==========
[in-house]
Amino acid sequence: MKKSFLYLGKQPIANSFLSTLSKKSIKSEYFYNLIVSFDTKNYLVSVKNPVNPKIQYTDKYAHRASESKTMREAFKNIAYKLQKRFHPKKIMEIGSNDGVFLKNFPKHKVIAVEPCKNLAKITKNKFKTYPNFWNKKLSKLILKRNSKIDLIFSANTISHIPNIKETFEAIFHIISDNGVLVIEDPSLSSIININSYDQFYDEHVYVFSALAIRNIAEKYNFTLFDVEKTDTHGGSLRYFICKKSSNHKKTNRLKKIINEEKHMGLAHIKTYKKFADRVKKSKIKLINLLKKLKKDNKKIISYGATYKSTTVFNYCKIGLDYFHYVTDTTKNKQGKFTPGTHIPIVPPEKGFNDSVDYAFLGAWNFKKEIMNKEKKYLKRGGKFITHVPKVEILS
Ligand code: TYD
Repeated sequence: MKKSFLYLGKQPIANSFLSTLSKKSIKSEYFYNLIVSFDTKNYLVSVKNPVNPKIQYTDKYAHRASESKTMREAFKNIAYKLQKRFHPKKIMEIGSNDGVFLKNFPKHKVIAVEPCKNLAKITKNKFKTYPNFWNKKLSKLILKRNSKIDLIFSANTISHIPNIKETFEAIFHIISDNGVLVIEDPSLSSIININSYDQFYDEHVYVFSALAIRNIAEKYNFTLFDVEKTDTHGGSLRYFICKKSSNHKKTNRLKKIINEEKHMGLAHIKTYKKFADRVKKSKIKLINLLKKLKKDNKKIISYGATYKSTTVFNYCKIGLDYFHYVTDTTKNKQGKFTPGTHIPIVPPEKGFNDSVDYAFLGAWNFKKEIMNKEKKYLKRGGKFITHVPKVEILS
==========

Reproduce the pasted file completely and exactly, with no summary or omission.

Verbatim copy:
[in-house]
Amino acid sequence: MKKSFLYLGKQPIANSFLSTLSKKSIKSEYFYNLIVSFDTKNYLVSVKNPVNPKIQYTDKYAHRASESKTMREAFKNIAYKLQKRFHPKKIMEIGSNDGVFLKNFPKHKVIAVEPCKNLAKITKNKFKTYPNFWNKKLSKLILKRNSKIDLIFSANTISHIPNIKETFEAIFHIISDNGVLVIEDPSLSSIININSYDQFYDEHVYVFSALAIRNIAEKYNFTLFDVEKTDTHGGSLRYFICKKSSNHKKTNRLKKIINEEKHMGLAHIKTYKKFADRVKKSKIKLINLLKKLKKDNKKIISYGATYKSTTVFNYCKIGLDYFHYVTDTTKNKQGKFTPGTHIPIVPPEKGFNDSVDYAFLGAWNFKKEIMNKEKKYLKRGGKFITHVPKVEILS
Ligand code: TYD
Repeated sequence: MKKSFLYLGKQPIANSFLSTLSKKSIKSEYFYNLIVSFDTKNYLVSVKNPVNPKIQYTDKYAHRASESKTMREAFKNIAYKLQKRFHPKKIMEIGSNDGVFLKNFPKHKVIAVEPCKNLAKITKNKFKTYPNFWNKKLSKLILKRNSKIDLIFSANTISHIPNIKETFEAIFHIISDNGVLVIEDPSLSSIININSYDQFYDEHVYVFSALAIRNIAEKYNFTLFDVEKTDTHGGSLRYFICKKSSNHKKTNRLKKIINEEKHMGLAHIKTYKKFADRVKKSKIKLINLLKKLKKDNKKIISYGATYKSTTVFNYCKIGLDYFHYVTDTTKNKQGKFTPGTHIPIVPPEKGFNDSVDYAFLGAWNFKKEIMNKEKKYLKRGGKFITHVPKVEILS